11 Jan 2023

How to develop a positive relationship with exercise


Butterfly’s Head of Prevention Danni Rowlands, who was also a personal trainer for over 10 years, shares her tips on how to develop a positive relationship with exercise if you have lived experience of body image concerns, disordered eating or an eating disorder.

It’s understandable if you’ve had an experience with body image issues, disordered eating or an eating disorder that approaching exercise or physical activity may be a little daunting. Exercise may have been used as a tool to punish your body or something motivated by weight loss, body shape change, or a way to compensate.

Being cautious in your approach is a sign you are healing or have healed and do not want exercise to be what it was in the past.

Establishing a healthy relationship with exercise and movement takes time and will look different for every individual. This relationship can also be challenged by the diet culture we live in, where messaging around body shape, size and movement has been hijacked, where it’s now hard to decipher what is in fact ‘healthy’.

It’s also important to note that any new exercise regime should be first cleared with your treatment team if you’re in active recovery from an eating disorder.

Warning signs exercise might not be healthy or positive

  • Feeling pressure to move or exercise because others are, or to compensate for foods eaten.
  • Moving to control our body size or weight or with the main goal or focus on weight loss or body shape change (i.e. increasing muscle and/or tone.)
  • Training when unwell or injured – adopting the ‘pushing through’ mentality just means we’re ignoring the signals our body is sending us (e.g. I’m tired, I’m sore, I need rest.)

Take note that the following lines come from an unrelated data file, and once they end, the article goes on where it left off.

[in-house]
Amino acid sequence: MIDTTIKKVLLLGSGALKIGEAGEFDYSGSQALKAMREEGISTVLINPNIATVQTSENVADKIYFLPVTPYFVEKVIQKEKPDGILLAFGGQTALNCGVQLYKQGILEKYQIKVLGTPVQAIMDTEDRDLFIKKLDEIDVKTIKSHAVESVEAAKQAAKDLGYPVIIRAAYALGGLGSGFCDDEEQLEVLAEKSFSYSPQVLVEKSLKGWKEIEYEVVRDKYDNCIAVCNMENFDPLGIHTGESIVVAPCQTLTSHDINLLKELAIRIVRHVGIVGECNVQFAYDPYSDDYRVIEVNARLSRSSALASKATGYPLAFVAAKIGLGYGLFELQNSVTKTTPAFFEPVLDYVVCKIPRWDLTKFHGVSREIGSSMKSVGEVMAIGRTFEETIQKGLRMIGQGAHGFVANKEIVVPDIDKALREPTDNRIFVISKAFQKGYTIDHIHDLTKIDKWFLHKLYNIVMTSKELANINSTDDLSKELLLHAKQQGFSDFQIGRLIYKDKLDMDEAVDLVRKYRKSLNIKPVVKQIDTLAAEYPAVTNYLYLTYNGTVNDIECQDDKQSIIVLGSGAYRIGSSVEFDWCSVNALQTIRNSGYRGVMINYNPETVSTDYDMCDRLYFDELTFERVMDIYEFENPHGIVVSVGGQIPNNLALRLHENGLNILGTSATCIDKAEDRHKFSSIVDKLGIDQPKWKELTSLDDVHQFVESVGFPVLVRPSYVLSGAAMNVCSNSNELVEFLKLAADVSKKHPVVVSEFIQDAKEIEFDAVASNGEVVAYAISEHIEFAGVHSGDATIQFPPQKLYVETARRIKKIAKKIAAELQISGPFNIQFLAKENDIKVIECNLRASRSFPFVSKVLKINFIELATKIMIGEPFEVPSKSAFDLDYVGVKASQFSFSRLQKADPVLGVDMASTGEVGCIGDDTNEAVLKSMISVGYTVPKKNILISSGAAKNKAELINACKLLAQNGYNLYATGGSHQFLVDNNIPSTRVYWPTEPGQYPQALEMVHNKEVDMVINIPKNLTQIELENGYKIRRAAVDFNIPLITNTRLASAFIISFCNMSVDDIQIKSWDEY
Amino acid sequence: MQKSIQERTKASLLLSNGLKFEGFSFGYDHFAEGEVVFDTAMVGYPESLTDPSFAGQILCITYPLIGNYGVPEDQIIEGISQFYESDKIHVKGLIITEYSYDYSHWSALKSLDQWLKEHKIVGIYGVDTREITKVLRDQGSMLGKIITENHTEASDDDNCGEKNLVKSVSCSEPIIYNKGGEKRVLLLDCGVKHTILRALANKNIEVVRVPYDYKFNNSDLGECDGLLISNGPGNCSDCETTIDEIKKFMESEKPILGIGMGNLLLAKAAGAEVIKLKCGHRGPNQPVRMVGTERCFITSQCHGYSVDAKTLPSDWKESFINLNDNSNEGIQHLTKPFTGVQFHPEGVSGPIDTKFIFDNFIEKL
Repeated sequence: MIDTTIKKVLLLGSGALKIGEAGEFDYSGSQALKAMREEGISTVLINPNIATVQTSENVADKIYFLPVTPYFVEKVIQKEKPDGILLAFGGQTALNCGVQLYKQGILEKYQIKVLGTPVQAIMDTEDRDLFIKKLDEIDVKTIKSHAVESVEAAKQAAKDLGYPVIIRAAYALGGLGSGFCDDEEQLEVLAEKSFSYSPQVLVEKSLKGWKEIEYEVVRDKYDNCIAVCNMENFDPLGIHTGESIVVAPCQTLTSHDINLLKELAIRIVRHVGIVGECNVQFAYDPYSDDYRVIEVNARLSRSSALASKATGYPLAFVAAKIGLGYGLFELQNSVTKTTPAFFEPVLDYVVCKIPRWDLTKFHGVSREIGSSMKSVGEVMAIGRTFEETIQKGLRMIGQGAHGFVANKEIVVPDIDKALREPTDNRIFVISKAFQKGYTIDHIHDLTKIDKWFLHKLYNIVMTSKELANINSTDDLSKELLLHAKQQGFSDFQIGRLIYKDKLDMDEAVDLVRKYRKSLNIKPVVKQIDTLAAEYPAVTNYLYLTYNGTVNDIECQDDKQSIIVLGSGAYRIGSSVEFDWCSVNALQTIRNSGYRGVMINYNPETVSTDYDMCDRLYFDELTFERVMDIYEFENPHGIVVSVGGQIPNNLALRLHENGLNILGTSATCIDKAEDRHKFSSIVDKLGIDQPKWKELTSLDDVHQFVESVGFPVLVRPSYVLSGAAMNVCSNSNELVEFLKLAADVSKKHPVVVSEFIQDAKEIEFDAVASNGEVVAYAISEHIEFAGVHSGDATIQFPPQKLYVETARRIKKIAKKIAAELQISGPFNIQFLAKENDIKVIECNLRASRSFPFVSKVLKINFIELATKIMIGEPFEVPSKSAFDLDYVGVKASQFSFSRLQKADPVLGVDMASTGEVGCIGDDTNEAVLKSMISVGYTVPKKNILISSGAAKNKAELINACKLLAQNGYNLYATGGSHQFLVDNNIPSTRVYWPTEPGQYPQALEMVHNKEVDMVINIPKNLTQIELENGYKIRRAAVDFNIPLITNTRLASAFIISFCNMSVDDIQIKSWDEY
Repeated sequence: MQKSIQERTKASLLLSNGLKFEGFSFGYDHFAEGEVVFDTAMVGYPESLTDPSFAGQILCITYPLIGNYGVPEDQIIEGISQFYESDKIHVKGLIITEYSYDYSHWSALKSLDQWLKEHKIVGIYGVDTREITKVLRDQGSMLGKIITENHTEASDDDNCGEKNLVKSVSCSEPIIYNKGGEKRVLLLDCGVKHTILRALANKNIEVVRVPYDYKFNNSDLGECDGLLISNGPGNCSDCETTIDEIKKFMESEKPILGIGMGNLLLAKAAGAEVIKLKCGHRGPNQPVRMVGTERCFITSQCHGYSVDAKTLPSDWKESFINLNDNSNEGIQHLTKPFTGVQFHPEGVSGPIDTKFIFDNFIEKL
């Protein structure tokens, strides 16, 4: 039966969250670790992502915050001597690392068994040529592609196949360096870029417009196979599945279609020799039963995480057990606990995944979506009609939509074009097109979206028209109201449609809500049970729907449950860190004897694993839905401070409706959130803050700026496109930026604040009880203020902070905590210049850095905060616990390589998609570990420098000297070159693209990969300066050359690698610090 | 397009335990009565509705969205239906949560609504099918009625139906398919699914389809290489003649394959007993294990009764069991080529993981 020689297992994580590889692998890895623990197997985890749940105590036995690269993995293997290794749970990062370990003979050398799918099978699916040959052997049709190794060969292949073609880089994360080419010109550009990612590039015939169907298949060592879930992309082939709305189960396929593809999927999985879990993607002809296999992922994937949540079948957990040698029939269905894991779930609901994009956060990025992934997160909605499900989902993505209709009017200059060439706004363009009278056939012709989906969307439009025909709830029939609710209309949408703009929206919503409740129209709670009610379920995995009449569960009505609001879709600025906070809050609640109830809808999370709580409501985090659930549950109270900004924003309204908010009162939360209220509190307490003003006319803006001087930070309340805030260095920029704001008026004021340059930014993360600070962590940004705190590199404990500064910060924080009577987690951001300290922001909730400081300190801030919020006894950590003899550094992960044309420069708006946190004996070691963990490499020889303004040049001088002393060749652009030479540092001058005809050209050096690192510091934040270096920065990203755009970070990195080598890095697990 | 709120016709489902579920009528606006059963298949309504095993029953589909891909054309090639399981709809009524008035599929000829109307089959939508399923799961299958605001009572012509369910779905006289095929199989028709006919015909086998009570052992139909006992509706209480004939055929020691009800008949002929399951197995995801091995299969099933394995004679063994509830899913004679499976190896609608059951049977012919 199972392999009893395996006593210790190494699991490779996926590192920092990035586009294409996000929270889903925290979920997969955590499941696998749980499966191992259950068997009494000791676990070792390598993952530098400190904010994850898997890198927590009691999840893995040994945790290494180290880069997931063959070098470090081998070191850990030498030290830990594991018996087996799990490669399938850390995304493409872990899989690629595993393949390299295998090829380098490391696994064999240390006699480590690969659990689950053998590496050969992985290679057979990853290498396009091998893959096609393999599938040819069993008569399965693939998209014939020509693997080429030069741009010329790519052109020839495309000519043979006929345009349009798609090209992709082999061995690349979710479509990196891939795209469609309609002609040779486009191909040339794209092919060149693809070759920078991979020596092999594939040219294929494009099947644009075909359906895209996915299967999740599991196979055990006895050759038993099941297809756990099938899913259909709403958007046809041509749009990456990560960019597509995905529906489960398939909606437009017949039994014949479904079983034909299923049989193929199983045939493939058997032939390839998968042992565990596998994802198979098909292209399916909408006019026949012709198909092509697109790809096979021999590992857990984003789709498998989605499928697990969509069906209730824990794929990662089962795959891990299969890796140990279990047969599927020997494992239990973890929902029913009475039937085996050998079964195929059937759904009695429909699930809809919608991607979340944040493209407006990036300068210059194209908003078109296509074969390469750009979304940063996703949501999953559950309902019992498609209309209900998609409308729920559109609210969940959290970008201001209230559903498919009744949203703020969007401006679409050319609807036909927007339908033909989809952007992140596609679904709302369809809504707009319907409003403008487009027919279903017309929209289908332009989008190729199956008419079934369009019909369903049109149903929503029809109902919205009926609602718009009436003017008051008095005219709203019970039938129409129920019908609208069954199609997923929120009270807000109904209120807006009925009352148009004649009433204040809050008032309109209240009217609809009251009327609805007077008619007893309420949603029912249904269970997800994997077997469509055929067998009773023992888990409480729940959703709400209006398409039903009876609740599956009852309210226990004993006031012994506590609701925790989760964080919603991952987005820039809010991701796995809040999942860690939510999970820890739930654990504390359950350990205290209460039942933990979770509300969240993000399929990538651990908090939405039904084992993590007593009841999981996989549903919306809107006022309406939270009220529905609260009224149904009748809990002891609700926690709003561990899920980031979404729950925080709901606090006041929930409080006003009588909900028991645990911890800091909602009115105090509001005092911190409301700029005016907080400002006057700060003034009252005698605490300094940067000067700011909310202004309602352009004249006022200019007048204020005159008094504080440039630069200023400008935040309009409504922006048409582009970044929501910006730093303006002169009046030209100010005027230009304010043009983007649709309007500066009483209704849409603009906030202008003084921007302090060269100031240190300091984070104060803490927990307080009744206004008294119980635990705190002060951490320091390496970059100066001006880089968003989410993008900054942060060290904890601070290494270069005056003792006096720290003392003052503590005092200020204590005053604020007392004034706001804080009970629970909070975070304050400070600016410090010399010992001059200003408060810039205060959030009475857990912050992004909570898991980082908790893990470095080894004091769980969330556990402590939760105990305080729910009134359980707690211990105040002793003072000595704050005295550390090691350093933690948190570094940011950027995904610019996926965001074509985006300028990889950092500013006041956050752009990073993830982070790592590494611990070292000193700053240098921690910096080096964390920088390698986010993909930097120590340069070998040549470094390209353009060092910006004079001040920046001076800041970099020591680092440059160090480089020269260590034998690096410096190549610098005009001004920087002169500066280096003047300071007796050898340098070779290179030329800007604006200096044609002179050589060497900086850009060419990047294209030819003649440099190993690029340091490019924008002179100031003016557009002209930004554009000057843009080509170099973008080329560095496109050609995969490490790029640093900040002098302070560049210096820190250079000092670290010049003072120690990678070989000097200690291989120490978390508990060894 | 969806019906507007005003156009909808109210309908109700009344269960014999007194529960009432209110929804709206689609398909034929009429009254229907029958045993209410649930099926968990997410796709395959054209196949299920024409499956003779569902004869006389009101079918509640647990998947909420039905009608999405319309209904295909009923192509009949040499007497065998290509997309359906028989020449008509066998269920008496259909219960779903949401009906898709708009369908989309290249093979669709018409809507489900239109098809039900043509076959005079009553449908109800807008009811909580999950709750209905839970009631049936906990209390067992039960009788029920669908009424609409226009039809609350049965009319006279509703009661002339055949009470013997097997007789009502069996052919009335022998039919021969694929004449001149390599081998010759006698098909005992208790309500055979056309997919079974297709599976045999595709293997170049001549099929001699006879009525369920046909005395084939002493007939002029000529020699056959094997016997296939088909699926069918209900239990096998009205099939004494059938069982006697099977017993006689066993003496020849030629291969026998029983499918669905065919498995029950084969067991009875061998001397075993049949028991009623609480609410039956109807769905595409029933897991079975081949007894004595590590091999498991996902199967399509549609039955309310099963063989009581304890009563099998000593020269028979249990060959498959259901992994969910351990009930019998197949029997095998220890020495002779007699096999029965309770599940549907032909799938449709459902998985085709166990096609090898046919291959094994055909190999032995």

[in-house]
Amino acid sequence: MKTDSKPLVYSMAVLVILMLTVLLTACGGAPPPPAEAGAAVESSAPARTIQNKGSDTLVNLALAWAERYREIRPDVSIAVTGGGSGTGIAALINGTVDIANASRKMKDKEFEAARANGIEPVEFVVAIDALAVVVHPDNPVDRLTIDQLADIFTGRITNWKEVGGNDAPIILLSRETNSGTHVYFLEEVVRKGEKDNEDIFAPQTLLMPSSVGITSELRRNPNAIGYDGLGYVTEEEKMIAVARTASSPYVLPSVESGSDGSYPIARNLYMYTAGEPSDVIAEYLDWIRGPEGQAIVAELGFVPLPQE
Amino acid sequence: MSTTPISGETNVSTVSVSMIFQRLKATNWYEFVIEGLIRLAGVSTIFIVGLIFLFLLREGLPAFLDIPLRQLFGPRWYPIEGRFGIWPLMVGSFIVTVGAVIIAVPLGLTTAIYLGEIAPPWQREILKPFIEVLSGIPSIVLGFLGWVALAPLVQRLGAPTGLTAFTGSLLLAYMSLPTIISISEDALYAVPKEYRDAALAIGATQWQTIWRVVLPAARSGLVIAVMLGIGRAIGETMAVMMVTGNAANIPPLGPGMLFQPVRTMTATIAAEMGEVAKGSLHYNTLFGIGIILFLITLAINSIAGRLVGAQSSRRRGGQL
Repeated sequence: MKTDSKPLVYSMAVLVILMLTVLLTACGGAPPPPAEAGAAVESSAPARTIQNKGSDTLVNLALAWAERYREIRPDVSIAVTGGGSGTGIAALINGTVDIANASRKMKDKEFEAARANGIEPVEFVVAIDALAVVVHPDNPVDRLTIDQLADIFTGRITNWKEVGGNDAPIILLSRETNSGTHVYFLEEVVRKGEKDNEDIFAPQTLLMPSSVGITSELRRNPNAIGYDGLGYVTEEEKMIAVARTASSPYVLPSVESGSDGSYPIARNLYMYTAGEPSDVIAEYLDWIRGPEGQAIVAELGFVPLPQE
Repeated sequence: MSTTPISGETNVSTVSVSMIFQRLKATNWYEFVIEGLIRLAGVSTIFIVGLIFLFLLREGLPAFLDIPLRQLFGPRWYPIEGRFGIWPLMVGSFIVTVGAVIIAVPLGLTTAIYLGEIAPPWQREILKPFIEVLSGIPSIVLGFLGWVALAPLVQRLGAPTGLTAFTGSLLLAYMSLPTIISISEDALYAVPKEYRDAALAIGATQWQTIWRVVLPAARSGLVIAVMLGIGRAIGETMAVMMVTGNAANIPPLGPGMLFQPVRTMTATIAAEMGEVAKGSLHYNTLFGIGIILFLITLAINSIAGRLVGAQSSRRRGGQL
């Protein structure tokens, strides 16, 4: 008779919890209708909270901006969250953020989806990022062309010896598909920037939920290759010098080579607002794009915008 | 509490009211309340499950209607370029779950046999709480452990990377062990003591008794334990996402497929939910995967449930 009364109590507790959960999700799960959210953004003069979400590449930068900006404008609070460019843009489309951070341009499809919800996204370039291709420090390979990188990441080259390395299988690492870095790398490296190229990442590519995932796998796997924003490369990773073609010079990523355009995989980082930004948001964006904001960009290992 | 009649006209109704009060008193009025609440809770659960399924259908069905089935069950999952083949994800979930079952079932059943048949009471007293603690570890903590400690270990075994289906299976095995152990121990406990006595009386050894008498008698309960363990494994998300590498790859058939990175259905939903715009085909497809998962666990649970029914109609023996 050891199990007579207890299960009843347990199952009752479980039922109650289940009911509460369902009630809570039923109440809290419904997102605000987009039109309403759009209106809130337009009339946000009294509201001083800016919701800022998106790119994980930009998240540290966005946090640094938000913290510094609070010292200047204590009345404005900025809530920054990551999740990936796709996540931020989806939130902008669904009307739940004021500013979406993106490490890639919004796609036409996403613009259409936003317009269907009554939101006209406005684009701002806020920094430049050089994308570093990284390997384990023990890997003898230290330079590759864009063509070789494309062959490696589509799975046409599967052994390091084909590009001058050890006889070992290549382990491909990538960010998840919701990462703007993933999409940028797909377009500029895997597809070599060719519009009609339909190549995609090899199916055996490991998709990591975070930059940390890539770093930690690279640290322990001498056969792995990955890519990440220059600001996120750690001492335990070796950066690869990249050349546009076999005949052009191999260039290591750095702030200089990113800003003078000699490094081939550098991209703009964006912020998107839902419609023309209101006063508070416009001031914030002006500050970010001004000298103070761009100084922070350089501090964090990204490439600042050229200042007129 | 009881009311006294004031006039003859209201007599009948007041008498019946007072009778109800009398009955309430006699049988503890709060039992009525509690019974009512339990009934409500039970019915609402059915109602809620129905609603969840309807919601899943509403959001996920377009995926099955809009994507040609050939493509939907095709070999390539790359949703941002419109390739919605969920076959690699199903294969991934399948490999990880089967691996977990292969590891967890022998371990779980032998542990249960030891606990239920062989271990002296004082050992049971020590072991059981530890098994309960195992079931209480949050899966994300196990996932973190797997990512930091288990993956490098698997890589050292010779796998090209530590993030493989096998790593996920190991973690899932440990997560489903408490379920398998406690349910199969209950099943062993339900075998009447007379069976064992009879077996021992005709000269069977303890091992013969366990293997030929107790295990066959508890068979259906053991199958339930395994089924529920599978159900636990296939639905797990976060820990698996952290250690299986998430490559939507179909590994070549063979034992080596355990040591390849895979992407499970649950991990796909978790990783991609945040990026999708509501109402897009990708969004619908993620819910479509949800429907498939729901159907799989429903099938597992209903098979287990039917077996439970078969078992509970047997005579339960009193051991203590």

• Experiencing over-training symptoms, which includes training when unwell or injured, feeling tired or lethargic – movement and exercise ideally will energise and lift mood. These symptoms can also be experienced when someone isn’t moving at all as well – it’s about finding the right amount of movement for your body.  This looks different for everyone.
  • Not fuelling appropriately.
  • Constantly preoccupied with exercise, and feeling distressed, guilty or anxious if exercise can’t be done or a routine needs to be changed.
  • Exercising in secret
  • Not enjoying exercise or it feels like a chore.

Being consistent with movement, enjoying a range of activities, sleeping well and feeling energized, doing the things you enjoy and listening to your body – ensuring it has enough fuel, rest and celebration – are all green flags that someone’s relationship with exercise and movement is in a positive place for them.

When it comes to eating and exercise, it’s important to remember everyone is different and people have been influenced by different things, people and experiences. Just like clothing, there isn’t a one size fits all approach to exercise and movement.  And that’s ok!


Tips to help build and heal a relationship with exercise and movement  

Focus on functionality